The supposed paradox that countries with more gender equality see less women in STEM comes down to deep-seated stereotypes and bad science.
Writer and Artist: Lia Bote
Editor: Madeleine Throssell
In 2018, Gijsbert Stoet and David Geary published a paper on a problem they called the Gender-Equality Paradox in science, technology, engineering, and mathematics (STEM). They presented an apparent negative correlation between gender equality in a country and the representation of women in STEM. Over two years and a 1,113-word correction later, the dangerous implications of this highly contested research shows we have a long way to go in our journey to true diversity in STEM.
The apparent paradox describes how Western countries, like the US and Norway, have fewer women graduating with STEM degrees than countries like Algeria or Tunisia, despite higher gender equality indices. Economic liberties in Western societies were cited as an explanation, due to women choosing a career based on their individual passions rather than necessity. In contrast, economic pressures in developing countries push young women to enter high-paying STEM careers both for financial stability and to fulfil familial responsibilities. These findings were touted by various media outlets and conservative voices, who suggested that inherent biological differences and competencies explain why women veer away from STEM when they have the choice.
However, Sarah Richardson and her colleagues at Harvard University have since found that this theory is not only dangerous, it is incorrect. After a year of attempting to replicate the original results, they were met with no success. Stoet and Geary’s study used an original metric for tertiary degree outcomes, which is not commonly used in scientific reports. Even after applying this same metric, Richardson and colleagues obtained results that varied by about 9% when using comprehensive educational figures published by UNESCO. Richardson and colleagues’ adjusted results produced variations in 19 out of the 52 countries considered, and the measured correlation of the relationship was not as strong.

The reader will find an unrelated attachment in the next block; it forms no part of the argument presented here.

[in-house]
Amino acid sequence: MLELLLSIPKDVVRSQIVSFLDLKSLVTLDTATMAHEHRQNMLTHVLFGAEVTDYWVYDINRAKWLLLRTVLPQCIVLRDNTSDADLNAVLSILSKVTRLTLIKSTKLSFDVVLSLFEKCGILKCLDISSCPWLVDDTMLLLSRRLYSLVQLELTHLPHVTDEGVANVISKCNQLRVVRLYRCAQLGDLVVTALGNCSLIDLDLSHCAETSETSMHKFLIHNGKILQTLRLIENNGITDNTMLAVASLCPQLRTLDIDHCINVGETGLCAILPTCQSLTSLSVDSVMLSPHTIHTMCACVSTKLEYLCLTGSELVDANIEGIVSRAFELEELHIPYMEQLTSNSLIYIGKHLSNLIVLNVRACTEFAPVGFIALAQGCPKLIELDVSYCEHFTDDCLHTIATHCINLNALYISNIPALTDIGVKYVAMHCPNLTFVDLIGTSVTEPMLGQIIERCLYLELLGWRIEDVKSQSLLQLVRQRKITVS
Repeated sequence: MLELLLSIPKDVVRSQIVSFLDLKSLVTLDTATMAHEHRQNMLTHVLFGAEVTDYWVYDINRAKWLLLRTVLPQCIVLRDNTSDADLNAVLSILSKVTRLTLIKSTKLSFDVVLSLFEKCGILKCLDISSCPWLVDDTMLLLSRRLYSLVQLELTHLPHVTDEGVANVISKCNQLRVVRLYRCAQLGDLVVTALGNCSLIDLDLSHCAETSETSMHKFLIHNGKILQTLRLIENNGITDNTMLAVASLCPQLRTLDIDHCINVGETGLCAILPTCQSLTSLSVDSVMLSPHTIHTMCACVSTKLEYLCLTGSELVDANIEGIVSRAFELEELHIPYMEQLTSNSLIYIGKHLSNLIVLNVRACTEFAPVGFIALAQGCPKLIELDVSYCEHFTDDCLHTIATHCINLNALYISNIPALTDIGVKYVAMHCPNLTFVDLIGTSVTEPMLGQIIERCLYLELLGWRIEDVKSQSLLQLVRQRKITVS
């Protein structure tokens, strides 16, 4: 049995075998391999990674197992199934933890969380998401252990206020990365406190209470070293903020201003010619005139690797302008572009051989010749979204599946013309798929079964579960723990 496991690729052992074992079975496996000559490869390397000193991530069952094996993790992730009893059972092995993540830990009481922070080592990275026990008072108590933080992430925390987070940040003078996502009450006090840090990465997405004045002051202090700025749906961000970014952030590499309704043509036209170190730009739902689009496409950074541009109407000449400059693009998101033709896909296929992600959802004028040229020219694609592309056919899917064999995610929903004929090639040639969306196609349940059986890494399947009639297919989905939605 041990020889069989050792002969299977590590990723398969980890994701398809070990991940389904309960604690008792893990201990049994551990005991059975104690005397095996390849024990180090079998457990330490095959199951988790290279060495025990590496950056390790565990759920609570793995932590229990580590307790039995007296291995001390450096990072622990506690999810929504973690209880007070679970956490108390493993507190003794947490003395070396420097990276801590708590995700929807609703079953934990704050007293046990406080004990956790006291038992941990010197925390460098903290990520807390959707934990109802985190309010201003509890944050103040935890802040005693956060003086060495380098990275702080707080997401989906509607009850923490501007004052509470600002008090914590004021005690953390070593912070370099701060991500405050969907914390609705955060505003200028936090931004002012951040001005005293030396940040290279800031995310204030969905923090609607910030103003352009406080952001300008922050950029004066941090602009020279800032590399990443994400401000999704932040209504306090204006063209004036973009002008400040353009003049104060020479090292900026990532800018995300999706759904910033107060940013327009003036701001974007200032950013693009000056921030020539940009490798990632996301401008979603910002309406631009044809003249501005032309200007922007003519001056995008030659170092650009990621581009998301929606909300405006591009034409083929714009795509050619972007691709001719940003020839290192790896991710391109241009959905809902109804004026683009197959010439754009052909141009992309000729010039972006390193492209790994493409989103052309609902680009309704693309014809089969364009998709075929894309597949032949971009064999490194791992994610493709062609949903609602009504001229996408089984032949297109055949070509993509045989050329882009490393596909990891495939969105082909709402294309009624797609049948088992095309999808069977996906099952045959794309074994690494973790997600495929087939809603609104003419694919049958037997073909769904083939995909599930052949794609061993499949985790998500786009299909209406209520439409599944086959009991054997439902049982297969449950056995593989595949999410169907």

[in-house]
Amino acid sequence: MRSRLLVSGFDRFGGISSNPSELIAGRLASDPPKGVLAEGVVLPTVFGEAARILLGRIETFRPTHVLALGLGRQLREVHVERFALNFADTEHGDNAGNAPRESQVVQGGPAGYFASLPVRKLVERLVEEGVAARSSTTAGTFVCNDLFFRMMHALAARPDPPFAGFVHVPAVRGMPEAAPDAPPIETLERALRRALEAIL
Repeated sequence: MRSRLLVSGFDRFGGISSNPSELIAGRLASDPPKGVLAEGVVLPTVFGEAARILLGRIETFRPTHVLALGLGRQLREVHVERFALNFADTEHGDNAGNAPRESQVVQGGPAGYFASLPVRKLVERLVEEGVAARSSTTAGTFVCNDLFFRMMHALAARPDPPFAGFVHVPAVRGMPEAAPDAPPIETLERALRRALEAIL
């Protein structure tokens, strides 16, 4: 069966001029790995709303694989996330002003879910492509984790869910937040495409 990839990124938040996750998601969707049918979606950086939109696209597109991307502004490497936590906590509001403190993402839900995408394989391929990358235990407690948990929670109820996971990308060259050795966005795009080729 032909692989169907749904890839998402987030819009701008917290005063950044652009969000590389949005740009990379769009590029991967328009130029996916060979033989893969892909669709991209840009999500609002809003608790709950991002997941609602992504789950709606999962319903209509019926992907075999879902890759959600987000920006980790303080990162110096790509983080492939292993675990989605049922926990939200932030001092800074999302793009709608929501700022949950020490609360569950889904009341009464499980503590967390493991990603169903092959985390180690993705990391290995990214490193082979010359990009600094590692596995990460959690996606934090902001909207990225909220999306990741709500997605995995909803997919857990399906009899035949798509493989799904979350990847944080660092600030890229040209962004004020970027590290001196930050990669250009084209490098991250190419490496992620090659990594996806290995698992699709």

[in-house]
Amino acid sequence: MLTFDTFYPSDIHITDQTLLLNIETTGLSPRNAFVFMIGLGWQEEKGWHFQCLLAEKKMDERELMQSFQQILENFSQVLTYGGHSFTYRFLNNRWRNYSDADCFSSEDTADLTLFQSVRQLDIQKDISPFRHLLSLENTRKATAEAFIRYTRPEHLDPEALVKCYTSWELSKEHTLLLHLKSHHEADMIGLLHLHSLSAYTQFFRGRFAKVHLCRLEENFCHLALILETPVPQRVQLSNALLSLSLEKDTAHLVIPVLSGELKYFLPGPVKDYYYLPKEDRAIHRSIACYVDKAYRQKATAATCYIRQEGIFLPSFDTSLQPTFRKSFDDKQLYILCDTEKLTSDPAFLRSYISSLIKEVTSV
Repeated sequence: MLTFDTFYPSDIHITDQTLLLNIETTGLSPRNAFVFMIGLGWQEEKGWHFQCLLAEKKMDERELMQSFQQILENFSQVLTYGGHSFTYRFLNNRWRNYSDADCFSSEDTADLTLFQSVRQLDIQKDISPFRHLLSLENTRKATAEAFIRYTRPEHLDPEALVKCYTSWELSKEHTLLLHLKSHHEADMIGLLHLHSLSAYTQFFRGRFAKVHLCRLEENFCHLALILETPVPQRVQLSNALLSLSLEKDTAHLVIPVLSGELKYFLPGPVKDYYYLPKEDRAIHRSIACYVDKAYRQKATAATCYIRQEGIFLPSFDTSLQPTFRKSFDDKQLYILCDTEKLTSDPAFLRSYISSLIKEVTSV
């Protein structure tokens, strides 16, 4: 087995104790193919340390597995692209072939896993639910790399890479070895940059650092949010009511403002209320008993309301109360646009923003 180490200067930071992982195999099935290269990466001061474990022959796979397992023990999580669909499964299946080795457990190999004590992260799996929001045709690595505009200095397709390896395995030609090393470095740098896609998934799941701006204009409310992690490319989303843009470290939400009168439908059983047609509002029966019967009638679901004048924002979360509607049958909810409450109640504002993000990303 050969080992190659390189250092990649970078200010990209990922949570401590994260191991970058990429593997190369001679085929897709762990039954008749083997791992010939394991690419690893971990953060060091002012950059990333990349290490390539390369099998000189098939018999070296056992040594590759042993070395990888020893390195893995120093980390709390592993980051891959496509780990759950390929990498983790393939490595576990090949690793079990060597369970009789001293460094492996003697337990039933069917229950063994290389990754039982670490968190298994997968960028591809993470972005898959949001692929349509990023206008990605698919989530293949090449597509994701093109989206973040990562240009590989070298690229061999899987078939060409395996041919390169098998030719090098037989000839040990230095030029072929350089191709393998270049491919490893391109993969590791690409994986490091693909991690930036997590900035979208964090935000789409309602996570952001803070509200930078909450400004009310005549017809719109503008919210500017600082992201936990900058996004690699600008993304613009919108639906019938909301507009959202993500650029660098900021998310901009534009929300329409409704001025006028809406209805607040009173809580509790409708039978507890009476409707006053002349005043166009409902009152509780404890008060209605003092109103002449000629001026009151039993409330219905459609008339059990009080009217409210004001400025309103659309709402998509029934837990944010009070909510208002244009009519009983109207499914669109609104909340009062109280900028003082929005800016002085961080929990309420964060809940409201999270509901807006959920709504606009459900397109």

These were not the only inconsistencies. Using a different measurement index for gender equality, for example, produced a non-significant measure of correlation. Tertiary degree outcome measurements used were from 2012-2015, while only 2015 values were reported for the gender equality index. This therefore makes it inappropriate to suggest that the degree outcomes have a causal relationship with gender equality. In fact, the ultimate scientific fallacy underlying the paper’s thesis, that correlation is the same as causation, also means that the Gender-Equality Paradox theory may not be much of a paradox after all.
Stoet and Geary’s original findings concluded that women in countries with less gender equality are driven to STEM by necessity and pragmatism, while those in more Western societies choose based on natural affinity and ability. However, this idea reduces the complexity of choice and ignores the societal stereotypes that influence decision-making. Even a spurious correlation between less women in STEM and greater gender equality can be pinned to the implicit biases ingrained in how societies raise children to view jobs and status. In fact, a study on students’ attitudes towards maths in affluent Western societies showed that young girls are already less likely to feel eager about pursuing a STEM career than young boys. A different survey of 300,000 15-year-old students across 64 countries found that stereotypes of men being better at maths were more common in developed, egalitarian countries. This suggests a deep history of learned cultural prejudices: a Western woman’s individual choice to veer away from a STEM career may not necessarily be so individual after all.
Gender equality is not synonymous with gender-neutrality. Higher equality in aspects like literacy and employment does not equate to equality in societal norms and attitudes. Ignoring this to try and push the narrative that women are somehow less fit or less likely to choose a STEM career by merit of intellectual inferiority risks propagating a scientific field dominated by homogeneity and institutional exclusion. Ultimately, building a scientific community that represents the societies it serves is a crucial step in true scientific development. This is a complex process, with much learning and unlearning of both structural and personal biases needed, but what is science if not a series of complex processes?